THE IMPORTANCE OF THE GENERATIONAL FACTOR – For training and research for innovation

By the editorial staff

One critical issue in the broad feld of diversity and inclusion (D&I) is the generational factor. This is the first time in history that up to 5 gen erations can be found working together in thesame company: Veterans, Baby Boomers, Gen X, Gen Y, Gen Z, each with different skills, competences, a characteristic language and a specifc value system. While this implies that there may be prejudices, misunderstandings and conflicts, in reality, the generational differences offer the opportunity to drive innovation by leveraging this vast amount of knowledge. Each generation has experienced a unique educational path and social context that influence and lead to a different perception of work, roles and relationships.

This is why at Baker Hughes, intergenerational exchange is also fostered through intensive relationships with schools and universities. Indeed, it is firmly established in the company culture that the continuous injection of lifeblood represented by young people is instrumental to sustaining innovation. And at an energy technology company like Baker Hughes, which provides solutions for energy and industrial customers in over 120 countries around the world, innovation is important to the development of technologies and services that can make energy safer, cleaner and more effcient for people and the planet (bakerhughes.com).

At Baker Hughes the evolution of our business is accompanied by the evolution of skills. Thus, for example, Nuovo Pignone, the legal entity operating in Italy, encourages the development of qualifed technical profles to meet the new challenges of the industry by engaging in orientation activities and projects in schools to promote knowledge of the industrial world, guide young people towards the most in-demand jobs and also to help bridge the gap between labour supply and demand.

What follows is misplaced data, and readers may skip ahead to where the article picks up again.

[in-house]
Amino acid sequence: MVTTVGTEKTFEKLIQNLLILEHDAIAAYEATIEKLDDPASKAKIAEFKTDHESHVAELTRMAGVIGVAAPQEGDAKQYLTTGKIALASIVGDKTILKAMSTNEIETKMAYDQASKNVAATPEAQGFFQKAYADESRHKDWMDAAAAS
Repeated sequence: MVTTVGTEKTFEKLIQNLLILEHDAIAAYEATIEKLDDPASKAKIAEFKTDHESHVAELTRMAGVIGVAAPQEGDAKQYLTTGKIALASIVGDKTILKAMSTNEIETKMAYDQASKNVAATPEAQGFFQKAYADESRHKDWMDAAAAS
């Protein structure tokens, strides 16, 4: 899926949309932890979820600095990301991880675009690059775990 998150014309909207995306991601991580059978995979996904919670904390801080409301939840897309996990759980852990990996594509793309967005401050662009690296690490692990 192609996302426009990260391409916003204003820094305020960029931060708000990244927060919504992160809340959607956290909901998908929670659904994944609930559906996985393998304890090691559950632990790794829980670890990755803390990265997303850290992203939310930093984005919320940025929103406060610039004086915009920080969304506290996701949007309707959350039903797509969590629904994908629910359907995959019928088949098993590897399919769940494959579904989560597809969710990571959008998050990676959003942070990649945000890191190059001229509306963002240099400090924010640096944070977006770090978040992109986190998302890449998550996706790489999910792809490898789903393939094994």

Baker Hughes has always been very active in PCTO programmes (pathways for transversal skills and orientation) and since 2010 it has launched internship projects that allow students to spend many hours in the company by offering continuous individual coaching with company tutors. In 2016 it was awarded the title of Campioni dell’Alternanza (Alternanza Champions, which refers to work experience placements organised in partnerships between schools and businesses) by the then-Minister Stefania Giannini because with its initiatives and projects for orientation and direct experience in companies it helps bridge the gap between the theoretical training typical of many schools and the needs of the industrial world.

Another area in which the company invests a great deal is vocational training, represented in Italy by ITS (Istituti Tecnici Superiori), ITS Prime, the post-high school diploma specialisation institute for technological innovation in advanced mechanics and mechatronics, automation, industrial robotics and information technology. Baker Hughes has been involved since its foundation in 2011, through Nuovo Pignone, which has always participated in the governance of the foundation by providing support in the design of educational courses, giving lectures and testimonials and hosting students at its production sites every year for internships. ITS Prime is a foundation with over 60 members, 21 courses have been designed and 250 students have graduated from the programme. Baker Hughes has held the presidency since 2020. Baker Hughes is also a supporting partner of the Apulian ITS Meccatronico Cuccovillo and the ITS Meccanico Lombardo. With regard to other generations, the company wanted to plan specifc training initiatives in synergy with other parties.